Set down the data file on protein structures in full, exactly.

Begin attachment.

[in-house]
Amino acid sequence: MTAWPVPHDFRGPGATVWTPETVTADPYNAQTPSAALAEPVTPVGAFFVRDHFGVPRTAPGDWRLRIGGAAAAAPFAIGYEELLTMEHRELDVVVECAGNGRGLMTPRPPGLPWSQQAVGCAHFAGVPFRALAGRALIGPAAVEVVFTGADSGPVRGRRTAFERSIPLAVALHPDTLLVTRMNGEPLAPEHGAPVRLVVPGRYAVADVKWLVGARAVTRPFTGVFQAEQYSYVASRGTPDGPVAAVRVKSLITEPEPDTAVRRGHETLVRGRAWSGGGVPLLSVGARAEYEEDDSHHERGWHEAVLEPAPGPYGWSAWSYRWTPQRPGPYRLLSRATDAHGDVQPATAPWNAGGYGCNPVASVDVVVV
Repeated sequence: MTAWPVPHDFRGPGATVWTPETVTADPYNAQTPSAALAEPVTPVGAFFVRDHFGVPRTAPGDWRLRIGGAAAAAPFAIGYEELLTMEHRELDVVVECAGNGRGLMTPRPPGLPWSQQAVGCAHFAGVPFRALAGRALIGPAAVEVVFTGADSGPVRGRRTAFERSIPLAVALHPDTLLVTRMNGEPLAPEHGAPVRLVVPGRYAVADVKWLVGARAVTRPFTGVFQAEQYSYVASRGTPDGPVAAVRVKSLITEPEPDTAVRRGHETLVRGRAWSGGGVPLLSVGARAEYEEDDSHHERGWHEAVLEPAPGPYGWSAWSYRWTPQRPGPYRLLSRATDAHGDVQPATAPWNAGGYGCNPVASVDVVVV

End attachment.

[in-house]
Amino acid sequence: MTAWPVPHDFRGPGATVWTPETVTADPYNAQTPSAALAEPVTPVGAFFVRDHFGVPRTAPGDWRLRIGGAAAAAPFAIGYEELLTMEHRELDVVVECAGNGRGLMTPRPPGLPWSQQAVGCAHFAGVPFRALAGRALIGPAAVEVVFTGADSGPVRGRRTAFERSIPLAVALHPDTLLVTRMNGEPLAPEHGAPVRLVVPGRYAVADVKWLVGARAVTRPFTGVFQAEQYSYVASRGTPDGPVAAVRVKSLITEPEPDTAVRRGHETLVRGRAWSGGGVPLLSVGARAEYEEDDSHHERGWHEAVLEPAPGPYGWSAWSYRWTPQRPGPYRLLSRATDAHGDVQPATAPWNAGGYGCNPVASVDVVVV
Repeated sequence: MTAWPVPHDFRGPGATVWTPETVTADPYNAQTPSAALAEPVTPVGAFFVRDHFGVPRTAPGDWRLRIGGAAAAAPFAIGYEELLTMEHRELDVVVECAGNGRGLMTPRPPGLPWSQQAVGCAHFAGVPFRALAGRALIGPAAVEVVFTGADSGPVRGRRTAFERSIPLAVALHPDTLLVTRMNGEPLAPEHGAPVRLVVPGRYAVADVKWLVGARAVTRPFTGVFQAEQYSYVASRGTPDGPVAAVRVKSLITEPEPDTAVRRGHETLVRGRAWSGGGVPLLSVGARAEYEEDDSHHERGWHEAVLEPAPGPYGWSAWSYRWTPQRPGPYRLLSRATDAHGDVQPATAPWNAGGYGCNPVASVDVVVV